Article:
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Postcard from nowhere: COVID, chaos and confusion

December 7, 2021

There’s been lots of stuff in the media about chaos and confusion around the new travel rules introduced by the UK. They specify that those travelling back to the UK must take a COVID PCR or lateral flow test within two days of their return to the country. This article on the BBC website talks about the impact.

In our case, thanks to a simple misuse of language, my wife and I came within a whisker of missing our flight home from Singapore. We were lucky. About fifty others, it seems, didn’t make the flight.

The confusion arose through the use of the word “travel”. Here’s the wording from the Government website:

Does travelling mean the point at which you leave a country, or does it mean the point of arrival? We were due to leave Singapore well before the 4am Tuesday deadline, which led us to believe that we wouldn’t need a pre-departure test. However, we were due to arrive at 5.30am, 90 minutes after the deadline.

So we went to great lengths to clarify the government’s clear-as-mud language. We twice called British Airways, who twice told us that we didn’t need to test. In other words, they agreed with our interpretation, as did many others on a couple of well-known aviation website to which my wife subscribes. All good, we thought.

So we arrived at Changi airport three hours before departure, only to be told by the check-in staff (who didn’t work for British Airways) that we needed the test. Panic. After half an hour of patiently explaining that we didn’t need a test because BA had told us so, we got nowhere. The agent even told us that if we arrived without a test, the UK would send us back to Singapore! So they wouldn’t let us board without one.

Fortunately, there’s a testing centre at another terminal at Changi airport. We rushed over there and managed to get a lateral flow test which, of course, was negative. We made it back to the BA desk as the flight was closing. We understand that fifty others, who also had not done a test and were too late to get the test at the airport, missed the flight. They included a guy who had waited in the check-in queue for an hour. When he got to the desk, he was also too late. If the check-in staff had made an announcement that tests were, in fact required, he and many of the others who ended up missing the flight would have been able to get the test in time to fly.

So who was responsible for this monumental cock-up? British Airways, whose agents refused to let these people fly? The British government, who, by the simple expedient of using the words “before departure” and “before arrival” in their guidance would have avoided the confusion? And if we alone were were guilty of “misinterpreting” the rule, how come fifty were also culpable?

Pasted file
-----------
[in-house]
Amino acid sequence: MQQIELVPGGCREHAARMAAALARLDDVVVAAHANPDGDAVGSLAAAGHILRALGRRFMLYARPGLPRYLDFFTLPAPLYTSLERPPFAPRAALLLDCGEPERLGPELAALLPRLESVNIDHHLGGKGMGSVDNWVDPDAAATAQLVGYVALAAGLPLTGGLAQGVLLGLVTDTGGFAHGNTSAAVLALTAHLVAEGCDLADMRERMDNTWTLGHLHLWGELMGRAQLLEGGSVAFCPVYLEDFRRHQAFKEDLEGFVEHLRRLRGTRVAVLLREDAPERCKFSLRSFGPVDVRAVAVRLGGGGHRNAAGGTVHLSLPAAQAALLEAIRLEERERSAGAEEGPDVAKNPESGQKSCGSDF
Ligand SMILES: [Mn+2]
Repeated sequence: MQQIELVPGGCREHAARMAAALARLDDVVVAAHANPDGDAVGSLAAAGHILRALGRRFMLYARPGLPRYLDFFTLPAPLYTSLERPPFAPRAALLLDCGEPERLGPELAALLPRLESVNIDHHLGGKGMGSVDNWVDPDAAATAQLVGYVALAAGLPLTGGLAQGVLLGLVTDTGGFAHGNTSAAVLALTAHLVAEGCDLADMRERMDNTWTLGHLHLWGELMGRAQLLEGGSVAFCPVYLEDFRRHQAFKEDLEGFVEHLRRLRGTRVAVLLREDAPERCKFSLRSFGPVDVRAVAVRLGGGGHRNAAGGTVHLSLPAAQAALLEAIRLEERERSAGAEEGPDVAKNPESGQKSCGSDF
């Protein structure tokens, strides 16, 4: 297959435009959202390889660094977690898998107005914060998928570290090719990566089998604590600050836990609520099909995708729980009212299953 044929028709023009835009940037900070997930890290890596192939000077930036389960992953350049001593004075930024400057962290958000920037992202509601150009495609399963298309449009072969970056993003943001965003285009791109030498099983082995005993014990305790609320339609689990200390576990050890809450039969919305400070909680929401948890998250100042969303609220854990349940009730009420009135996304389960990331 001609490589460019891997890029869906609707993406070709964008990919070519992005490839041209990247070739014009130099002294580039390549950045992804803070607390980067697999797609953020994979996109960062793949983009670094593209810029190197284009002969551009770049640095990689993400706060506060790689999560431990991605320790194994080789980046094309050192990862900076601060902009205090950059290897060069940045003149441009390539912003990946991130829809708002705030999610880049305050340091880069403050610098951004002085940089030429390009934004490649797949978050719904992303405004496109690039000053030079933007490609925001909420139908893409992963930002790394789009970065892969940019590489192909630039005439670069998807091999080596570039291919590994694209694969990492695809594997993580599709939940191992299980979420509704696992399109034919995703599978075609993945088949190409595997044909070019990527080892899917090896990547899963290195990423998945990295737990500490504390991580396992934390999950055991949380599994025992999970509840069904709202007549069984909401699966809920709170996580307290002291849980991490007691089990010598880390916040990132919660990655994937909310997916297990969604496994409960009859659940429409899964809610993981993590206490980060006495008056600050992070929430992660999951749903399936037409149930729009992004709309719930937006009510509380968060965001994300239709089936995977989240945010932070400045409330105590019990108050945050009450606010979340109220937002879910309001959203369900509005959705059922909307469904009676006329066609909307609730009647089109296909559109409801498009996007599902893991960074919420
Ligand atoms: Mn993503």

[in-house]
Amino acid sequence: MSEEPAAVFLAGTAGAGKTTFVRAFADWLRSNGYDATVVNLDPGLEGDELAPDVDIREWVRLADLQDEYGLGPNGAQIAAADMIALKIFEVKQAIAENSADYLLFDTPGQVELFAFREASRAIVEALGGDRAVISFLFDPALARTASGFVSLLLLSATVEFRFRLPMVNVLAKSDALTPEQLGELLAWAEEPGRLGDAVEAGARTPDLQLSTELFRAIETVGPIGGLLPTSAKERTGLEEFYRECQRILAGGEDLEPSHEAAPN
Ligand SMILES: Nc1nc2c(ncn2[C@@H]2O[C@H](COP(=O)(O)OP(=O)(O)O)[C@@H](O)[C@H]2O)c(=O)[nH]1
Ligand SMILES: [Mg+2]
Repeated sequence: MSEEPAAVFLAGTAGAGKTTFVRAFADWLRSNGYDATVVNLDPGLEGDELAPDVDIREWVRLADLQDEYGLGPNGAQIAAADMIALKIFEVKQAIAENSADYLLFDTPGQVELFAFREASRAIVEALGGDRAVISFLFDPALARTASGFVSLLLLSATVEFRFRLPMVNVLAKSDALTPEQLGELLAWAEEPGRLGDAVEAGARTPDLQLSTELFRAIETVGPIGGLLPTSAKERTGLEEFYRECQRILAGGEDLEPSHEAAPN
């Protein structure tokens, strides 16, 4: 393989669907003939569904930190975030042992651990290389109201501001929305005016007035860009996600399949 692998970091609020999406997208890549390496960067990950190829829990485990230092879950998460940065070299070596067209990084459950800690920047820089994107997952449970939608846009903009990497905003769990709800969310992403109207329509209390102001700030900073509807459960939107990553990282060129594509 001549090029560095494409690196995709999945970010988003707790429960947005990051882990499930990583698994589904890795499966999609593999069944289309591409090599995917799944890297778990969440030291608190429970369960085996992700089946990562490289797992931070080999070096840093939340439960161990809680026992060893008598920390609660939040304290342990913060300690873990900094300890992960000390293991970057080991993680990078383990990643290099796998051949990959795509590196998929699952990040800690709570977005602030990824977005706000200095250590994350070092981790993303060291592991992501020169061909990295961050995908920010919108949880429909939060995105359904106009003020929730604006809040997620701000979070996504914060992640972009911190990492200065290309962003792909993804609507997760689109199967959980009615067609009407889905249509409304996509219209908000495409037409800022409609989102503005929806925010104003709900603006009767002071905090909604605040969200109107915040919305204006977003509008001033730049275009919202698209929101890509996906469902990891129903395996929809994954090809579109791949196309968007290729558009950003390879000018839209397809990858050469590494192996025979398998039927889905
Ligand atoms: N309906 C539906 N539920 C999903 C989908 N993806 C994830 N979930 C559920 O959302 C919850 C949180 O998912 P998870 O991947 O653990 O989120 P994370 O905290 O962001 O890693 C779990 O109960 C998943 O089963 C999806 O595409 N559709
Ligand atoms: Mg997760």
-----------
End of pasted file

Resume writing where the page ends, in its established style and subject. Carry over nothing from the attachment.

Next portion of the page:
When we arrived at Heathrow we went straight to the e-gates and sailed through. It’s highly unlikely that our negative test at Changi would have been added to the passenger location information we filled in before departure. So the kindest interpretation would be that British Airways were covering their arses to the detriment of their fifty passengers. The unkindest would be that in some way the Singapore government was involved in the decision. But why? Overenthusiastic misinterpretation of the British government’s intention? I can’t think of any other reason. I have no evidence either way, but our experience on arrival in Singapore, about which I shall be posting shortly, might explain our suspicion.

We also have anecdotal evidence that people arriving at Heathrow after the deadline from other countries were not required to test before departure. Apparently at least twenty people leaving Mauritius at the same time as us had the same problem. But in their case the BA staff made four phone calls to the UK Border Force and were finally assured that the passengers didn’t need the test. Why this didn’t happen in our case we have no idea. It probably didn’t help that there was no BA representative at our check-in.

We are seasoned long-haul travellers. I like to think that we’re not stupid. We did everything we could to establish that we didn’t need the pre-departure test. The result was that despite being triple jabbed, we had to do four tests, all negative, for one trip. My wife had to do another two plus a blood test, which is the subject of my next post.

I appreciate that ours was a first-world problem. But the survival of the travel industry, on which many jobs depend, is more than an issue affecting a privileged few. Living through a pandemic is bad enough, but when governments compound the problem with poorly drafted regulations, it feels more like economic suicide by pandemic.

PS: It gets worse. According to a contributor to one travel website, an entire planeload of people from Newark in the US were denied boarding last night at BA’s direction. They have been asked to do PCRs (not lateral flows, as permitted per the government rules) and will be put on today’s flight. They were sent an email with this news three hours before they were due to depart. At least they got an email, which was more than we had….

From → Business, Travel, UK

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